Anyway, worth a read if you're thinking about such things :-p
But compression isn't just about saving disk space. It's also a classic example of trading CPU cycles for decreased I/O latency and bandwidth. Over the past few decades, CPU performance has gotten better (and computing resources more plentiful—more on that later) at a much faster rate than disk performance has increased. Modern hard disk seek times and rotational delays are still measured in milliseconds. In one millisecond, a 2 GHz CPU goes through two million cycles. And then, of course, there's still the actual data transfer time to consider.
Granted, several levels of caching throughout the OS and hardware work mightily to hide these delays. But those bits have to come off the disk at some point to fill those caches. Compression means that fewer bits have to be transferred. Given the almost comical glut of CPU resources on a modern multi-core Mac under normal use, the total time needed to transfer a compressed payload from the disk and use the CPU to decompress its contents into memory will still usually be far less than the time it'd take to transfer the data in uncompressed form.
That explains the potential performance benefits of transferring less data, but the use of extended attributes to store file contents can actually make things faster, as well. It all has to do with data locality.
If there's one thing that slows down a hard disk more than transferring a large amount of data, it's moving its heads from one part of the disk to another. Every move means time for the head to start moving, then stop, then ensure that it's correctly positioned over the desired location, then wait for the spinning disk to put the desired bits beneath it. These are all real, physical, moving parts, and it's amazing that they do their dance as quickly and efficiently as they do, but physics has its limits. These motions are the real performance killers for rotational storage like hard disks.
The HFS+ volume format stores all its information about files—metadata—in two primary locations on disk: the Catalog File, which stores file dates, permissions, ownership, and a host of other things, and the Attributes File, which stores "named forks."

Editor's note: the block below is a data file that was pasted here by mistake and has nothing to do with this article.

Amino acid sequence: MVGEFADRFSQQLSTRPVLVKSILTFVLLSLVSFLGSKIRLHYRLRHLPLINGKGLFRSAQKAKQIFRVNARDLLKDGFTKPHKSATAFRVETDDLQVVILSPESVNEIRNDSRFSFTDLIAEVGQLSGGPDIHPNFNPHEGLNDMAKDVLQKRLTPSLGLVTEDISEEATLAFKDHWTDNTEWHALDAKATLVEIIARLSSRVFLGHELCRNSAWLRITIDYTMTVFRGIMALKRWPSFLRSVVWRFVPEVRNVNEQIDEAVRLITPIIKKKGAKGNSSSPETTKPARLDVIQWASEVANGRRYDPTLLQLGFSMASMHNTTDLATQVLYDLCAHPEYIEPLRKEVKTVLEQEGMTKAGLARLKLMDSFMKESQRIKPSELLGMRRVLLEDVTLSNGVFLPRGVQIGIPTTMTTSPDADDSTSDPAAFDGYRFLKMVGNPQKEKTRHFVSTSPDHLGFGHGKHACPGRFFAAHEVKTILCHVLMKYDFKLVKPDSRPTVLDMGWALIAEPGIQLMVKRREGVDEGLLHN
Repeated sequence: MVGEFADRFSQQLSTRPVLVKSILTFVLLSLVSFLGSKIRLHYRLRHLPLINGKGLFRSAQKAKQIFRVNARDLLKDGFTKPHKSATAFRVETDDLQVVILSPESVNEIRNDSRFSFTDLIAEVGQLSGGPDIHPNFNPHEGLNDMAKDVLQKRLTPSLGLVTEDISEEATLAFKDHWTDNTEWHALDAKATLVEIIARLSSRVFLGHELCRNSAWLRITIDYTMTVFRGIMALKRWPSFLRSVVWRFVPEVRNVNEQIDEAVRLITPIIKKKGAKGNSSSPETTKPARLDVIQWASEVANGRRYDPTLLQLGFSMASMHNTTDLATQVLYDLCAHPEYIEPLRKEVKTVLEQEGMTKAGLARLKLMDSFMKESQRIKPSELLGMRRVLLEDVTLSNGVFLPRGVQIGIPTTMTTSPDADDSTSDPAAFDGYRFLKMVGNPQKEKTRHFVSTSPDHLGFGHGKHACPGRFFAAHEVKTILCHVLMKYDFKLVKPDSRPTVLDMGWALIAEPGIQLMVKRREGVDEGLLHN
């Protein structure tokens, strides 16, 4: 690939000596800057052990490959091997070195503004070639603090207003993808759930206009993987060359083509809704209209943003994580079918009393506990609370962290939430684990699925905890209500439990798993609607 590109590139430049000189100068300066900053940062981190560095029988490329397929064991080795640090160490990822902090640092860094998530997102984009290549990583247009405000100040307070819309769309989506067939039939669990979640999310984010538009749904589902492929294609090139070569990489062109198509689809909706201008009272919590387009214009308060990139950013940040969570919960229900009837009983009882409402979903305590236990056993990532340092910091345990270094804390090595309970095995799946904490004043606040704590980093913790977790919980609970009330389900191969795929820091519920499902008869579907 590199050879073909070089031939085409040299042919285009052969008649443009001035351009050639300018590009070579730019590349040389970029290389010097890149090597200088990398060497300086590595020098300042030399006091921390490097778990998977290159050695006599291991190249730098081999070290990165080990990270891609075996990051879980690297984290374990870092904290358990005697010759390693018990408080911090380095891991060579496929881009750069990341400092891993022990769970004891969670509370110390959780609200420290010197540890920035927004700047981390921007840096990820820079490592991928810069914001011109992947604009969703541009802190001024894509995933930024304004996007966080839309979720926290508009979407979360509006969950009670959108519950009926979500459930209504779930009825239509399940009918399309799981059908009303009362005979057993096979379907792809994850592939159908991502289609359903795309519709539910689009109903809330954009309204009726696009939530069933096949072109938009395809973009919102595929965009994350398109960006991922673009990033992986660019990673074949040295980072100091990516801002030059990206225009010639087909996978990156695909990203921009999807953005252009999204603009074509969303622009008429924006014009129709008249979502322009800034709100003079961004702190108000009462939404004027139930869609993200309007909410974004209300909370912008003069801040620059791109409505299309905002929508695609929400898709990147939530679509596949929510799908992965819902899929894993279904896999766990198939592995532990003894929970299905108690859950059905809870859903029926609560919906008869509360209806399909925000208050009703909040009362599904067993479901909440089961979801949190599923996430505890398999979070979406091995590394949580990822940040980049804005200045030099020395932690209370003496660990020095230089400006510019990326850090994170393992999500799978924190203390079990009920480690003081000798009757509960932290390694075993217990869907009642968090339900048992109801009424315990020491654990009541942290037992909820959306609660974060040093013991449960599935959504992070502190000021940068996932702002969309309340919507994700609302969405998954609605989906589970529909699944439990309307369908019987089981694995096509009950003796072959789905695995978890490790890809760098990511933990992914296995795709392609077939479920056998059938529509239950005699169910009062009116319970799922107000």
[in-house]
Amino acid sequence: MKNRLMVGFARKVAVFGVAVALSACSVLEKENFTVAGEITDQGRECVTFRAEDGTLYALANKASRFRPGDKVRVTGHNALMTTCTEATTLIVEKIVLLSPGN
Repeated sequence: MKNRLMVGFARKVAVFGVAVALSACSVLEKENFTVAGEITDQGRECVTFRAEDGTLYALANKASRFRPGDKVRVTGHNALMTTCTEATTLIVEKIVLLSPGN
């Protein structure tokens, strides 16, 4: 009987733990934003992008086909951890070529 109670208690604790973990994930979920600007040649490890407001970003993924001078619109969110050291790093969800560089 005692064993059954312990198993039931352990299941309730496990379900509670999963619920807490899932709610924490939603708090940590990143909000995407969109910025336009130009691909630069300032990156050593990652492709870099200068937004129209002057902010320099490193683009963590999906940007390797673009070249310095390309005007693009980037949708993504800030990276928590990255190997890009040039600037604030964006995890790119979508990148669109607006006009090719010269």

Extended attributes in HFS+ are implemented as named forks in the Attributes File. But unlike resource forks, which can be very large (up to the maximum file size supported by the file system), extended attributes in HFS+ are stored "inline" in the Attributes File. In practice, this means a limit of about 128 bytes per attribute. But it also means that the disk head doesn't need to take a trip to another part of the disk to get the actual data.
As you can imagine, the disk blocks that make up the Catalog and Attributes files are frequently accessed, and therefore more likely than most to be in a cache somewhere. All of this conspires to make the complete storage of a file, including both its metadata in its data, within the B-tree-structured Catalog and Attributes files an overall performance win. Even an eight-byte payload that balloons to 25 bytes is not a concern, as long as it's still less than the allocation block size for normal data storage, and as long as it all fits within a B-tree node in the Attributes File that the OS has to read in its entirety anyway.
There are other significant contributions to Snow Leopard's reduced disk footprint (e.g., the removal of unnecessary localizations and "designable.nib" files) but HFS+ compression is by far the most technically interesting.
The Microsoft Disk compression is ugly OLD. It is hardly comparable in ratios with ARJ method from 80's. But, even Microsoft's compression CAN provide better performance on very slow (laptop) hard drives. Especially if there's enough RAM for Write-caching and preventing excessive writes.
The write process is a weak spot of any random-access enabled compression method.
So, if you want compressed drive, you better move to some kind of Linux.
Disk compression is also very suitable for RAM-drives, no need to tell you why.
Doubtfully. Compression and decompression involves more than just the disk and the CPU; in particular there will be a lot of transferring of data to and from memory (in addition to the standard transfer overhead without compression) which will really hurt in terms of page faults.
In short, no, you probably won't gain in performance.
While compression will improve the performance of your storage, it will significantly degrade your processor speed. It probably comes down to what type of files you are going to be decompressing. If you are only dealing with word, excel and other basic filetypes then go ahead and compress them. If the individual files are bulkier, you're going to be sacrificing more of your time.